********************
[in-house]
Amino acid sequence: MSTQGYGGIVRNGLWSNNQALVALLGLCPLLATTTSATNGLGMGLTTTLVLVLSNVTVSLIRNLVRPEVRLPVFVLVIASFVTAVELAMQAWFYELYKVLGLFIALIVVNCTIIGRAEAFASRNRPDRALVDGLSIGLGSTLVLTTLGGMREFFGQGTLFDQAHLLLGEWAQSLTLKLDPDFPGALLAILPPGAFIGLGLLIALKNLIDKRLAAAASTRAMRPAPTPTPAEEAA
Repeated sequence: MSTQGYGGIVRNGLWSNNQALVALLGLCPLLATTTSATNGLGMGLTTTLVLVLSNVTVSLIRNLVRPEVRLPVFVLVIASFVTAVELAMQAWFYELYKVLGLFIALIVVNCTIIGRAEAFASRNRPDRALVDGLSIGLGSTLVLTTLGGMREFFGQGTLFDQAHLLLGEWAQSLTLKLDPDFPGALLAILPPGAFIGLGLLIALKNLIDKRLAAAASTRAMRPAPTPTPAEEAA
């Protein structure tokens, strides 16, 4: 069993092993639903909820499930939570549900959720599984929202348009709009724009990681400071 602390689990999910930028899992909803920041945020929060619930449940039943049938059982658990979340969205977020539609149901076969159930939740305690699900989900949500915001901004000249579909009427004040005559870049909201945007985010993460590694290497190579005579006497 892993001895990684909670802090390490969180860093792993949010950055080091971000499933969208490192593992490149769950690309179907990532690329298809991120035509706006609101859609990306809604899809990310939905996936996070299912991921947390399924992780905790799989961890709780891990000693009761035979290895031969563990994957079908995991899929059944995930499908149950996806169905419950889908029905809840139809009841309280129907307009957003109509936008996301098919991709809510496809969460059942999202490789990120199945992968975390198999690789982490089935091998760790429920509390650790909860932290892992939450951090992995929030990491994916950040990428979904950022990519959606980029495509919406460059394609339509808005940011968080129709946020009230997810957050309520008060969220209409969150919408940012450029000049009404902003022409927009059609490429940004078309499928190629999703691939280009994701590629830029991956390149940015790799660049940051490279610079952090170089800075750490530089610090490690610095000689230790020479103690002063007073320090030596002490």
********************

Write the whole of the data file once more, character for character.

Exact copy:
[in-house]
Amino acid sequence: MSTQGYGGIVRNGLWSNNQALVALLGLCPLLATTTSATNGLGMGLTTTLVLVLSNVTVSLIRNLVRPEVRLPVFVLVIASFVTAVELAMQAWFYELYKVLGLFIALIVVNCTIIGRAEAFASRNRPDRALVDGLSIGLGSTLVLTTLGGMREFFGQGTLFDQAHLLLGEWAQSLTLKLDPDFPGALLAILPPGAFIGLGLLIALKNLIDKRLAAAASTRAMRPAPTPTPAEEAA
Repeated sequence: MSTQGYGGIVRNGLWSNNQALVALLGLCPLLATTTSATNGLGMGLTTTLVLVLSNVTVSLIRNLVRPEVRLPVFVLVIASFVTAVELAMQAWFYELYKVLGLFIALIVVNCTIIGRAEAFASRNRPDRALVDGLSIGLGSTLVLTTLGGMREFFGQGTLFDQAHLLLGEWAQSLTLKLDPDFPGALLAILPPGAFIGLGLLIALKNLIDKRLAAAASTRAMRPAPTPTPAEEAA
């Protein structure tokens, strides 16, 4: 069993092993639903909820499930939570549900959720599984929202348009709009724009990681400071 602390689990999910930028899992909803920041945020929060619930449940039943049938059982658990979340969205977020539609149901076969159930939740305690699900989900949500915001901004000249579909009427004040005559870049909201945007985010993460590694290497190579005579006497 892993001895990684909670802090390490969180860093792993949010950055080091971000499933969208490192593992490149769950690309179907990532690329298809991120035509706006609101859609990306809604899809990310939905996936996070299912991921947390399924992780905790799989961890709780891990000693009761035979290895031969563990994957079908995991899929059944995930499908149950996806169905419950889908029905809840139809009841309280129907307009957003109509936008996301098919991709809510496809969460059942999202490789990120199945992968975390198999690789982490089935091998760790429920509390650790909860932290892992939450951090992995929030990491994916950040990428979904950022990519959606980029495509919406460059394609339509808005940011968080129709946020009230997810957050309520008060969220209409969150919408940012450029000049009404902003022409927009059609490429940004078309499928190629999703691939280009994701590629830029991956390149940015790799660049940051490279610079952090170089800075750490530089610090490690610095000689230790020479103690002063007073320090030596002490």